Ballet Training
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I have very hyperextended legs, and when I do sauts de chat my teachers say my back leg looks bent, even if I try my hardest and think it's straight. Why is this happening, and do you have any tips? —Eden

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The author with Sarasota Ballet corpyhée Weslley Carvalho. Photo Courtesy Madeleine Purcell

When you graduate from student to professional dancer, you still need to take daily class. But while the structure of class is the same, I've found the mindset to be drastically different. My first job post-graduation was with the Sarasota Ballet, and the last thing I wanted to do was look like a student. I knew wearing a black leotard and pink tights without warm-ups could be a dead giveaway, but all another new company member had to say was "Why are you wearing your tights under your leotard? You look like a kid," and I hurried to the dressing room to change! Beyond the way I dress as a professional, my class philosophy also changed. Here are four things I've noticed:

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Ballet Training
Alanah Gelabert's ballet school, damaged by the hurricane, still floods each time it rains. Photo by Tahimy Santana, Courtesy Santana,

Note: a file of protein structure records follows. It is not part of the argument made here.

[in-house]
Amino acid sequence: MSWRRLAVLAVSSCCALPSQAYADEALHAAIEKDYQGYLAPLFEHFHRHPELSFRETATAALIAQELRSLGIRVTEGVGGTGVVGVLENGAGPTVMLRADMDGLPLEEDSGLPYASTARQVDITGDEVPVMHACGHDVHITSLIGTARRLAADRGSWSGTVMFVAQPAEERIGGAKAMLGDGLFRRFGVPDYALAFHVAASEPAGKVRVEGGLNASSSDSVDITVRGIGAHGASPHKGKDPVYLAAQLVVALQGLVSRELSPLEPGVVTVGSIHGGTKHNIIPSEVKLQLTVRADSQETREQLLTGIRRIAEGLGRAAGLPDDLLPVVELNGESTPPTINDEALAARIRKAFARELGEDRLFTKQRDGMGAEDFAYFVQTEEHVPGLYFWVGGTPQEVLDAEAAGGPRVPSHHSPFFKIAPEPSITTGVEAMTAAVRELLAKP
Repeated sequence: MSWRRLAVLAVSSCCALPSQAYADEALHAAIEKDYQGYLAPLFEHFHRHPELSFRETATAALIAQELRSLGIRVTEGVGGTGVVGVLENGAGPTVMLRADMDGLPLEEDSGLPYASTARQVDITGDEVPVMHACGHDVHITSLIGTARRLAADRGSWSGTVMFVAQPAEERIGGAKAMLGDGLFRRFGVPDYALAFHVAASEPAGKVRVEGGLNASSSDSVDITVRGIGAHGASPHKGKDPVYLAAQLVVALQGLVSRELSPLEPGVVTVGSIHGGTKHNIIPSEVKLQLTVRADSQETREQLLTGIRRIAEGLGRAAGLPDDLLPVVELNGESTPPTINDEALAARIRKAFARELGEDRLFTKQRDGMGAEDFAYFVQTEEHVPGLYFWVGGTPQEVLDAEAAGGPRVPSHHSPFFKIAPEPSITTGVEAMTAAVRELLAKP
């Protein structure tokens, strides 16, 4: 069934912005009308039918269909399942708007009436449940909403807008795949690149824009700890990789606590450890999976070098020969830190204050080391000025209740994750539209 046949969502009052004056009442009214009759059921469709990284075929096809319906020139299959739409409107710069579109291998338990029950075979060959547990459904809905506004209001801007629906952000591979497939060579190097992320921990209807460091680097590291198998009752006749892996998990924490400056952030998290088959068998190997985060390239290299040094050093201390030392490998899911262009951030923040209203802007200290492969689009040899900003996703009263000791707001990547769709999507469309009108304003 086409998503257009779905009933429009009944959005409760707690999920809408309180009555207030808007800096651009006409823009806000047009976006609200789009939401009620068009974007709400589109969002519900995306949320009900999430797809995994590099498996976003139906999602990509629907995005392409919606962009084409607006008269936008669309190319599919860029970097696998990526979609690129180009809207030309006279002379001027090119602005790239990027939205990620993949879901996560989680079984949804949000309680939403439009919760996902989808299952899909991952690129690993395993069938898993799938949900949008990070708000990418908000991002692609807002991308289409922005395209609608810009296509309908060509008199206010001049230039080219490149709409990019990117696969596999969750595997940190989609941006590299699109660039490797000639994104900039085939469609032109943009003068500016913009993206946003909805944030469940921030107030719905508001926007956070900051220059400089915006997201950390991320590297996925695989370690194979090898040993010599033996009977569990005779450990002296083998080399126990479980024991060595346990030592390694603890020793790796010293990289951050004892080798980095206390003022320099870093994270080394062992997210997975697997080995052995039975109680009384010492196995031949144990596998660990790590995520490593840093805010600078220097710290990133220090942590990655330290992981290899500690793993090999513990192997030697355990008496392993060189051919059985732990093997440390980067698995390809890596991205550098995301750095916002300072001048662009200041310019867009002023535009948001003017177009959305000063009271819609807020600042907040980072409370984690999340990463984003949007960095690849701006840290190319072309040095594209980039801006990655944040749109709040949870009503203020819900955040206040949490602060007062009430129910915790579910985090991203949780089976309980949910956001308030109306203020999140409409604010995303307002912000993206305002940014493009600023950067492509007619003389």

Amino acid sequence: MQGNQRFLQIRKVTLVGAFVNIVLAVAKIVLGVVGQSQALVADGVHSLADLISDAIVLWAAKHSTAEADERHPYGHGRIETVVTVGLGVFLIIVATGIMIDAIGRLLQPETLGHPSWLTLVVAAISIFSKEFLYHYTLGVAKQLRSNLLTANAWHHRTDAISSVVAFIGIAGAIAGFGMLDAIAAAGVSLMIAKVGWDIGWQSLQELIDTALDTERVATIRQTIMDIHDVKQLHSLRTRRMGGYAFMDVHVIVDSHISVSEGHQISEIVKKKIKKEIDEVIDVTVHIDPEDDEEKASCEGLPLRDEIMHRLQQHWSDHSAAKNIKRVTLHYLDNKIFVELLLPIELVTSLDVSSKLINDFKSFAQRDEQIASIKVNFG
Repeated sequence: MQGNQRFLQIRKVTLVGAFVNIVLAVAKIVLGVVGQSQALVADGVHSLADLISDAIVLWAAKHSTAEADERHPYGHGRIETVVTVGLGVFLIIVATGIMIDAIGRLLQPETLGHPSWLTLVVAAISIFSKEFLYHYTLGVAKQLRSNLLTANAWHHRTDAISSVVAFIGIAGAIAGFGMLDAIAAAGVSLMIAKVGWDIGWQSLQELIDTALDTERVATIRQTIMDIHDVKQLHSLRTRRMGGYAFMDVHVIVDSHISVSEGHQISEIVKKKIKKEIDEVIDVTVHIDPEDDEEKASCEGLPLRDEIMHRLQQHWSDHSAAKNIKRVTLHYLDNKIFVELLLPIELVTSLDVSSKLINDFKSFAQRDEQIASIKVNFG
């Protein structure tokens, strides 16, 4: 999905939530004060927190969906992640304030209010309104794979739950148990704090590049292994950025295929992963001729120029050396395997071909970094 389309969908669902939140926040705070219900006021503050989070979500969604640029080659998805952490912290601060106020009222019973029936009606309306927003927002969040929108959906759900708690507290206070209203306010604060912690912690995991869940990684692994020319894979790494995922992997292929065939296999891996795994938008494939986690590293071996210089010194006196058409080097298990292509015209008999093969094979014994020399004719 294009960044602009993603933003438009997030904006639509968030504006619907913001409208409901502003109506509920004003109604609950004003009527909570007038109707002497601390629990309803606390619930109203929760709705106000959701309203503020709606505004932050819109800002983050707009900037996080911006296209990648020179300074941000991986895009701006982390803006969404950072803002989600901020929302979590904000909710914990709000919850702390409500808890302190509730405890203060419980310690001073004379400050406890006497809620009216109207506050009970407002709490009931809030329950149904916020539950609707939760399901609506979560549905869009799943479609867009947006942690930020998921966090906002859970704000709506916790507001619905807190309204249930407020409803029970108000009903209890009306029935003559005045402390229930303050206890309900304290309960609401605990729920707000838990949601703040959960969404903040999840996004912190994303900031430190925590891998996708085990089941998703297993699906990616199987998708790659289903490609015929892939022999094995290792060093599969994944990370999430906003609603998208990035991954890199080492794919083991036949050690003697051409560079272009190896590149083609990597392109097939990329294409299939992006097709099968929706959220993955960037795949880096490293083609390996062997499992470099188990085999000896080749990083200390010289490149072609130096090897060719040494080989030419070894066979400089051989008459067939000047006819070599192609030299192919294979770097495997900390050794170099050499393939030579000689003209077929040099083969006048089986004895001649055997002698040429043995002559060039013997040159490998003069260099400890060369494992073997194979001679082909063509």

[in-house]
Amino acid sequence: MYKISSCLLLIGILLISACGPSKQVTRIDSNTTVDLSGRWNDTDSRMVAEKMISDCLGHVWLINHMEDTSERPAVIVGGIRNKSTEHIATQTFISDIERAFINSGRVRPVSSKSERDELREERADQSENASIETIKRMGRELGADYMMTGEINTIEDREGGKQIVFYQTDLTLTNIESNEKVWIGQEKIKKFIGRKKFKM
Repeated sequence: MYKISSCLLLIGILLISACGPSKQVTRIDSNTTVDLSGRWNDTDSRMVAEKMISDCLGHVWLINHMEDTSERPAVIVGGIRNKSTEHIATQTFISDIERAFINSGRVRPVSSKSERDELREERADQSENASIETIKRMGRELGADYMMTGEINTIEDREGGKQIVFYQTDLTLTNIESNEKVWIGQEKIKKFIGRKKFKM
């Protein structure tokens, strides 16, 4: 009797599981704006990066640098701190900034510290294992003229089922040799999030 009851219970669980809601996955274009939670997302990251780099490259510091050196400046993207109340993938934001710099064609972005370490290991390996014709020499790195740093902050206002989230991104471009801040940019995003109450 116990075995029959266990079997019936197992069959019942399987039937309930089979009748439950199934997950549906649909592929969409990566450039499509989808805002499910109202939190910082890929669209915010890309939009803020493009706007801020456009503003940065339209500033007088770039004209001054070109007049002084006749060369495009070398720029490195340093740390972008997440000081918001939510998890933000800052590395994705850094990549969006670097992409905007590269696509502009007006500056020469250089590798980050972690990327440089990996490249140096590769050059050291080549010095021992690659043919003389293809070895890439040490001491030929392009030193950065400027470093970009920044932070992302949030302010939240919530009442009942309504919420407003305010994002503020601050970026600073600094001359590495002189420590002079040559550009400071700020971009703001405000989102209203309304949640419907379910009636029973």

On September 20 of last year, a violent hurricane, almost a Category 5, hit Puerto Rico head-on. The mega-storm laid waste to the American territory, knocking out power, flooding roads and houses, flattening buildings, and killing 2,975 people as it barreled northward. Large swathes of the island remained without electricity or running water for weeks—in fact thousands of homes were still without power nine months later. It was the worst storm to hit the island in at least eight decades.

The hurricane and its aftereffects touched everyone in Puerto Rico—including its ballet community. Flooded schools were unable to give classes, performances were canceled, and ballet companies were forced to go on hiatus. Students were already dealing with storm-related difficulties at home, so, for a while, training was on the back burner. But dancers are famously determined, and soon they were doing what they could to stay in shape—a fact underscored by a video that appeared on Twitter, of students rehearsing in the dark, illuminated only by car headlamps.

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Viral Videos
Dana Benton and Josephine Lee discuss pointe shoes. Still via YouTube

Earlier this summer, we followed master pointe shoe fitter Josephine Lee of the California-based The Pointe Shop as she made her on a pointe shoe fitting tour around the West Coast and California. Now she's back, this time on a 45-day tour from California to Chicago, educating students on all things pointe shoes and helping them to find their perfect fit. Lee's making stops at top ballet companies and academies across the country, interviewing school directors and chatting with professional ballerinas to find out how they customize and break in their pointe shoes. Below, check out Lee's stop at Colorado Ballet. She touches base with principal dancer Dana Benton and academy director Erica Fischbach. Stay tuned for more!